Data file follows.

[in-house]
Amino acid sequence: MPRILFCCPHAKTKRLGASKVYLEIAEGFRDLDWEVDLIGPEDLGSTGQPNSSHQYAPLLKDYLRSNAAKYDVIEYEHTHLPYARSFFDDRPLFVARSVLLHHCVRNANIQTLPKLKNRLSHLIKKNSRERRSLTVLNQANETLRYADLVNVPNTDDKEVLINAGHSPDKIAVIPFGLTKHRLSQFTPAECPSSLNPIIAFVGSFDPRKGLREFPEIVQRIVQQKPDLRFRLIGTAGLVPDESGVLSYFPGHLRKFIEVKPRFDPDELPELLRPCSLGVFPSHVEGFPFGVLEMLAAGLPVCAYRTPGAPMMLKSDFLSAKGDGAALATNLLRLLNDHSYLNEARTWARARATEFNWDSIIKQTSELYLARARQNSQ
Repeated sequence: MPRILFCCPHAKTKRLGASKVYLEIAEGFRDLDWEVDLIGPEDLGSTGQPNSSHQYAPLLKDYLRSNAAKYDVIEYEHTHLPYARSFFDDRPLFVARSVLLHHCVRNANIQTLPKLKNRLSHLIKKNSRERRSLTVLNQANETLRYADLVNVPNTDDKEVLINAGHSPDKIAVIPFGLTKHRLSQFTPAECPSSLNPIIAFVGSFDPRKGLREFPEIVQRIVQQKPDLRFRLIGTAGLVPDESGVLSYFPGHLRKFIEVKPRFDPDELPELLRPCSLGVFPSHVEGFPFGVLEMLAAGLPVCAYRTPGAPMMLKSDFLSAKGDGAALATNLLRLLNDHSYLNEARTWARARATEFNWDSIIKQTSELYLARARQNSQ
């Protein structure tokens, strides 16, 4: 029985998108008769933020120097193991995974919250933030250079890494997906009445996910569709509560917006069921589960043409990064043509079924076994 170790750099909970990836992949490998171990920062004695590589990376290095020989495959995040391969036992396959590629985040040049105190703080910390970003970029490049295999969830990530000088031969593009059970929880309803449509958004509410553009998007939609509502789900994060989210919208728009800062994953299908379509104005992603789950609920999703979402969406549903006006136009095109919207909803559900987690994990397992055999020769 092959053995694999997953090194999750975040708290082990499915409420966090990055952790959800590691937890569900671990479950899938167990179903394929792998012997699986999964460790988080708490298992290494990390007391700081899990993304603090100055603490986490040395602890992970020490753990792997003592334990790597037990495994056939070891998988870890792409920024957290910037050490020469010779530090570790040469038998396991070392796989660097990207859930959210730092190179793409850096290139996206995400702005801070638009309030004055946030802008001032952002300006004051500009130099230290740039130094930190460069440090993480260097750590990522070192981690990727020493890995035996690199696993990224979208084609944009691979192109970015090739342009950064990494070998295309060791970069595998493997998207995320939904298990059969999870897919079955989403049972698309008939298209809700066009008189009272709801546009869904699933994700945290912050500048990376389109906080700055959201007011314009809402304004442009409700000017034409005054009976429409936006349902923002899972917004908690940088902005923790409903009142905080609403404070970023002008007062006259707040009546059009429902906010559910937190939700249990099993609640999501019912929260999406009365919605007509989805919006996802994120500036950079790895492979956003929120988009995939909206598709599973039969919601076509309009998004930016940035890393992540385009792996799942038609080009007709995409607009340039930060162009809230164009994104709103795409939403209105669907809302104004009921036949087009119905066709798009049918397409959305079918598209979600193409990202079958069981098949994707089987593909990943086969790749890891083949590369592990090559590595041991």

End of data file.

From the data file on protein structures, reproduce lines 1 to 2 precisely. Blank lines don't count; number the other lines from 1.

[in-house]
Amino acid sequence: MPRILFCCPHAKTKRLGASKVYLEIAEGFRDLDWEVDLIGPEDLGSTGQPNSSHQYAPLLKDYLRSNAAKYDVIEYEHTHLPYARSFFDDRPLFVARSVLLHHCVRNANIQTLPKLKNRLSHLIKKNSRERRSLTVLNQANETLRYADLVNVPNTDDKEVLINAGHSPDKIAVIPFGLTKHRLSQFTPAECPSSLNPIIAFVGSFDPRKGLREFPEIVQRIVQQKPDLRFRLIGTAGLVPDESGVLSYFPGHLRKFIEVKPRFDPDELPELLRPCSLGVFPSHVEGFPFGVLEMLAAGLPVCAYRTPGAPMMLKSDFLSAKGDGAALATNLLRLLNDHSYLNEARTWARARATEFNWDSIIKQTSELYLARARQNSQ